Scottish Agricultural College researchers conducted a study that found pig aggression to be a genetic trait that can impact welfare, carcass value and meat quality.

The SAC-led study was part of the pan-European SABRE project, which focuses on genomics for sustainable animal breeding. The study analyzed tissue from pigs at the commercial farm of pig breeder PIC, to identify genes linked with aggression, stress and meat quality, and how they interact. Researchers from SAC’s Animal and Veterinary Sciences Research Group found that pigs with aggressive personalities cause more fighting and experience more stress when mixed in unfamiliar groups.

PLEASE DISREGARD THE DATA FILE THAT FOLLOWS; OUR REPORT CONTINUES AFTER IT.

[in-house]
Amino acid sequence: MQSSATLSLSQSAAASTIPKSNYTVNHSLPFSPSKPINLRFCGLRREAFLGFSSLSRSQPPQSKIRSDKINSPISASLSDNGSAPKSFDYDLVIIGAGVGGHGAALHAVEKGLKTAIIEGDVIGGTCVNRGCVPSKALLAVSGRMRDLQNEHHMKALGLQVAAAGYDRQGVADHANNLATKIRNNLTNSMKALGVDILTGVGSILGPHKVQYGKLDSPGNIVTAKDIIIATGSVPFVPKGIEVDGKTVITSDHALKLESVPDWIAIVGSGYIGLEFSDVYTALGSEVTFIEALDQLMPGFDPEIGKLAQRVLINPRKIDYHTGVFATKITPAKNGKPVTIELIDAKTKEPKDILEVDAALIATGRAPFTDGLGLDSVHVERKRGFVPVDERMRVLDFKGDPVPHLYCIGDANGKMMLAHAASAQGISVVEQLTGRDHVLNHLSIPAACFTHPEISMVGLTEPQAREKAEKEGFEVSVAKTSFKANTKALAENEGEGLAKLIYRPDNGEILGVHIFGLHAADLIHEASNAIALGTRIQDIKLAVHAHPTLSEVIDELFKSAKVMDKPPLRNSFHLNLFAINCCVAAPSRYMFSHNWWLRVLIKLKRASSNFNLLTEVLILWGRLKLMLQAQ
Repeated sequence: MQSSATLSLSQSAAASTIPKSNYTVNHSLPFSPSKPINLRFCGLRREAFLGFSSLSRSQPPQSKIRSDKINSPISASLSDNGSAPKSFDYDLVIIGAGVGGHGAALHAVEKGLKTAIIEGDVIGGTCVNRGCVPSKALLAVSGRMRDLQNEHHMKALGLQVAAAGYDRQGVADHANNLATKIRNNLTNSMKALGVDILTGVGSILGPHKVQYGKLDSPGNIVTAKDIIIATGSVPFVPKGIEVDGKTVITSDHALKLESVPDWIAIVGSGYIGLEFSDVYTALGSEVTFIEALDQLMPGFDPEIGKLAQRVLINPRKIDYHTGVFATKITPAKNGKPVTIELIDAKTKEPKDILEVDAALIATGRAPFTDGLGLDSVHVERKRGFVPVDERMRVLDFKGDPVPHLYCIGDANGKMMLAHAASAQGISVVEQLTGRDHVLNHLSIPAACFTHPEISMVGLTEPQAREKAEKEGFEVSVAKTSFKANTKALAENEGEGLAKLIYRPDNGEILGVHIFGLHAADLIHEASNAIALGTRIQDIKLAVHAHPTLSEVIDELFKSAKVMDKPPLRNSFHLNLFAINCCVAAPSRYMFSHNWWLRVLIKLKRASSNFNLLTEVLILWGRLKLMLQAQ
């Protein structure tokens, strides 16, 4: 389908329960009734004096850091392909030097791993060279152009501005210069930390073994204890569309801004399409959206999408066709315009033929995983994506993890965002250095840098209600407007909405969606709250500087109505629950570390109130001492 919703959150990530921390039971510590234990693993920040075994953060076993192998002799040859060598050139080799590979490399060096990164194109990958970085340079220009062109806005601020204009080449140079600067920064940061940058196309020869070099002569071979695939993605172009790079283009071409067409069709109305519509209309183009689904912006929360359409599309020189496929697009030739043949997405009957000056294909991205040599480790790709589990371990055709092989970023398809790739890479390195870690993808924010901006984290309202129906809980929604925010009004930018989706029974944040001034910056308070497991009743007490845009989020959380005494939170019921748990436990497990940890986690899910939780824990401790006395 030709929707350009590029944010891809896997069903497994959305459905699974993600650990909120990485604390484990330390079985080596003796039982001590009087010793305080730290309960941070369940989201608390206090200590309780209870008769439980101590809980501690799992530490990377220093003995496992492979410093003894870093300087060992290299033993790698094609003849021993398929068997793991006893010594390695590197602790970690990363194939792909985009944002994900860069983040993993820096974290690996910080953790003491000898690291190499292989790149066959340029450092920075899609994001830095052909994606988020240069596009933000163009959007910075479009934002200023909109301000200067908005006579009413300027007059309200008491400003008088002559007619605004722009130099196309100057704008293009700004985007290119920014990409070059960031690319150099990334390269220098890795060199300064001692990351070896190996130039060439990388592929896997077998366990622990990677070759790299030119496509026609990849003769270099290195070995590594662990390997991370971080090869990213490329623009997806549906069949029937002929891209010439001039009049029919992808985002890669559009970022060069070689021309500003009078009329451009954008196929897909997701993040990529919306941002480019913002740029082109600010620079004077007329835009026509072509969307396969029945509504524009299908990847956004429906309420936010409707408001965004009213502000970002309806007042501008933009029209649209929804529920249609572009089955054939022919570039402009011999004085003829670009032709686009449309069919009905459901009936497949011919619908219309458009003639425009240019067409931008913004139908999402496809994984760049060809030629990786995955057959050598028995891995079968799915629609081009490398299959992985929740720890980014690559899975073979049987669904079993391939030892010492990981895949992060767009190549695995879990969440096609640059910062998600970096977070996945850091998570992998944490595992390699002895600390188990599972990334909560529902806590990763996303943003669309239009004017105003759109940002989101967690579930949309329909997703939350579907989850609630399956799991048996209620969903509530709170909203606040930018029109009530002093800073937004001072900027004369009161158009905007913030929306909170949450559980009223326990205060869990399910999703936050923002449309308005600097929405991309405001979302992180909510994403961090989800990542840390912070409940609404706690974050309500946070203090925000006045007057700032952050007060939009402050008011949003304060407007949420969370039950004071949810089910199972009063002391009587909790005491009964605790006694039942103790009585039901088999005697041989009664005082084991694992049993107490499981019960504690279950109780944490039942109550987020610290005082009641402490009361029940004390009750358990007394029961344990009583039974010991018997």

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“The mixing of pigs into new groups commonly occurs pre-slaughter," said SAC Behavioral Scientist Dr. Rick D’Eath. "Increased fighting presents an obvious welfare concern and can also reduce carcass value when scratched or damaged areas have to be discarded. In addition, the pigs we studied which experienced stress prior to slaughter had less acidic meat post-slaughter, which can reduce its eating quality."

According to D'Eath, reducing pig aggression, particularly pre-slaughter, could bring welfare and financial benefits while reducing waste and improving meat quality. "Producers, hauliers and slaughterhouses could work together to avoid the mixing of pigs in unfamiliar groups before slaughter, such as by ensuring that farm groups of pigs are penned separately on the truck and at lairage," said D'Eath. "In the longer term, the study also opens the way for tackling the issue of pig aggression using genetic selection.”